• May 3, 2012
  • Dr. Catherine-Anne Walsh

Wisdom teeth are probably the most misunderstood teeth in dentistry. People associate any mention of wisdom teeth with pain, surgical procedures, swollen faces and all sorts of horror stories.  I have had clients ‘warn’ me at their first visit that they “do not want to hear about their wisdom teeth”, which every dentist they’ve seen before me has advised they should have removed.

People either assume that pain-free is problem-free, therefore their wisdom teeth should be left alone, or that all wisdom teeth should come out.  Both opinions are wrong, most of the time.

“Wisdom teeth” is a common term for third molar teeth. These third molars are the last of our adult teeth to erupt, usually between 16 and 18, which is probably why we call them “wisdom” teeth. Due to human evolution and the nature of our modern diet, it is becoming very common for people not to have all their wisdom teeth form or erupt. When they do erupt, they very rarely ‘fit’ in the jaw and often are positioned at an angle or become ‘stuck’ (impacted) under soft tissue or bone.


If they erupt relatively quickly and painlessly and settle into a position similar to the surrounding teeth, wisdom teeth are treated just like any other tooth.


In most people, one or more of the following complications of wisdom teeth eruption take place:

  • Wisdom teeth erupt slowly and become completely or partially stuck below the soft tissue

This ‘flap of gum’ (operculum) traps food and bacteria and becomes inflamed and infected, leading to frequent painful episodes.

  • Wisdom teeth erupt only halfway and settle lower than the surrounding teeth.

This allows more food to be trapped around them, making it difficult to floss the area and leading to tooth decay and gum disease around the wisdom tooth and the tooth next door.

  • Wisdom teeth erupt at an angle before getting ‘stuck’ against the tooth next door.

This leads to bacteria being trapped on the surface of the wisdom teeth and between the wisdom teeth and the teeth next to them. Decay and gum disease can develop as the area is impossible to clean.

  • Top wisdom teeth can ‘over-erupt’ into the space below them if the lower wisdom tooth is not there or hasn’t erupted properly.

This can be traumatic to the soft tissue in the lower jaw and create ulcers or can leave the top wisdom tooth vulnerable to plaque as it is difficult to clean.

SO, HOW DO WE KNOW WHEN THEY STAY AND WHEN THEY GO? This OPG radiograph allows us to assess wisdom teeth before the removal.

When deciding when to remove wisdom teeth, we look at a few factors:

  1. Do these teeth cause pain and trauma, which may prevent patients from carrying out their daily tasks?
  2. Are these teeth decayed and are they difficult to access for restoration (filling) to be done?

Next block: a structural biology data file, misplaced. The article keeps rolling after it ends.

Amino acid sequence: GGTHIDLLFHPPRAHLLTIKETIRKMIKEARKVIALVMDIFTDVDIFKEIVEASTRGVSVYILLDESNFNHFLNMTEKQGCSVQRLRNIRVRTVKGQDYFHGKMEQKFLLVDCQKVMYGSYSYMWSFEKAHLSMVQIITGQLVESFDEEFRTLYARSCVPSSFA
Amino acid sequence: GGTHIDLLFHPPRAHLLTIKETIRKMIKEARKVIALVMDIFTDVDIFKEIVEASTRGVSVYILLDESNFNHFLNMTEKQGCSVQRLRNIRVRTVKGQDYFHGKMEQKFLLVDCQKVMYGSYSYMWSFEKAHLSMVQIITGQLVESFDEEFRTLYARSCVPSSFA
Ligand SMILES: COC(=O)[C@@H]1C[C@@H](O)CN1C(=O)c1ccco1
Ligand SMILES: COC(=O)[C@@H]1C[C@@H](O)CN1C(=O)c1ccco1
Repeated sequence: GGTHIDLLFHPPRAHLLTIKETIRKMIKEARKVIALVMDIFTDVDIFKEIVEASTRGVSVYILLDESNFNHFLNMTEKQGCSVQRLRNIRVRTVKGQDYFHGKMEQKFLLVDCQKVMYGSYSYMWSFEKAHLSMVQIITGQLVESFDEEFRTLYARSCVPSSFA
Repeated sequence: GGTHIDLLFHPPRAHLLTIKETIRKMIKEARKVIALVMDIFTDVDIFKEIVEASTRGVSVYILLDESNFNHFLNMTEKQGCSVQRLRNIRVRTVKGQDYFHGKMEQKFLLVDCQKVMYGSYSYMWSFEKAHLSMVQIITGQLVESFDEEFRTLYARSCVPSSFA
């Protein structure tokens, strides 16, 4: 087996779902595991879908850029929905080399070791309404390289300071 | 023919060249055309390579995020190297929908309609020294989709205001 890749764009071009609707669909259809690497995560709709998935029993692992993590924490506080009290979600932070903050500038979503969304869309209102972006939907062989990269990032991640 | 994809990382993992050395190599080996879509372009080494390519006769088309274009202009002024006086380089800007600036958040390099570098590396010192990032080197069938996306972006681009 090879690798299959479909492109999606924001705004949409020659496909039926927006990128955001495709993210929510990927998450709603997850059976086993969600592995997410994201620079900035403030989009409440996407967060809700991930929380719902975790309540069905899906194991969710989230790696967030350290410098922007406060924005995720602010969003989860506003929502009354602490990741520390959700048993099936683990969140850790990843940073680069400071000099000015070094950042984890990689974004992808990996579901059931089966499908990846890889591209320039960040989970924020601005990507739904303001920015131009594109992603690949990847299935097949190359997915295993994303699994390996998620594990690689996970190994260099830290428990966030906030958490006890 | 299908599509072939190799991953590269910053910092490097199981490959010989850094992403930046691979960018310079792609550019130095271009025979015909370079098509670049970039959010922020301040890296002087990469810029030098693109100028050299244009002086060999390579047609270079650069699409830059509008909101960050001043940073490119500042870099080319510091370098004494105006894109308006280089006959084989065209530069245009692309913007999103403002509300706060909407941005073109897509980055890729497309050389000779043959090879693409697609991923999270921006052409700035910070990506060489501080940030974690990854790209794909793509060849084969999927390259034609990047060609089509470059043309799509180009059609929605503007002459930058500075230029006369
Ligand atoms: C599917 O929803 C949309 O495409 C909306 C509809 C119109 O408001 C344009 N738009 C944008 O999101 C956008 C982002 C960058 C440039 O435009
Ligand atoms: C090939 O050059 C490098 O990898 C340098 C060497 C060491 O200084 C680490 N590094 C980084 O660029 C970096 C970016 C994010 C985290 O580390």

3. Do these teeth pose a risk to the surrounding teeth?
  4. Do these teeth create weaknesses in the jaw, possibly putting patients at risk of jaw fractures in case of any trauma?
  5. Are these teeth safe to remove and is the benefit of having them out greater than the risk of removing them?

If the answers to these questions are yes, we then recommend that one or all of the wisdom teeth are removed.

There are various ways wisdom teeth can be removed:

  • by routine extraction procedure, under local anaesthetic, by a general dentist
  • by minor surgical intervention, under local anaesthetic, by a general dentist
  • by minor surgical intervention, under local anaesthetic or sedation, by an oral and maxillofacial surgeon
  • during a day-stay procedure in a hospital, under general anaesthetic, by an oral and maxillofacial surgeon.


Recovery time from wisdom teeth removal varies as much as the reasons behind their removal and the way they were removed. Everyone responds differently to the procedure. Most people handle it really well, suffer no complications and have no need for time off work.

Postoperative pain is common for up to 3 days and is best treated with antiinflammatories (eg. Ibuprofen).

You should expect longer recovery time for more complicated procedures and allow yourself between 24 and 72 hours for full recovery.

Remember: if they need to be removed, the longer you leave wisdom teeth untreated and avoid extraction, the more likely you are to suffer from complications before and after their removal.

For a more thorough assessment, make sure you see your dentist or call The Dentist at 70 Pitt Street on (02) 92326367, email: info@

Dr. Catherine-Anne Walsh
About The Author

Dr. Catherine-Anne Walsh

Catherine-Anne is a New Zealand-qualified dentist. She holds a Masters Degree in Public Health from Sydney University and she has a broad range of experiences from working in both the public and private sector.


Keep me updated with news and knowledge
from The Dentist At 70 Pitt Street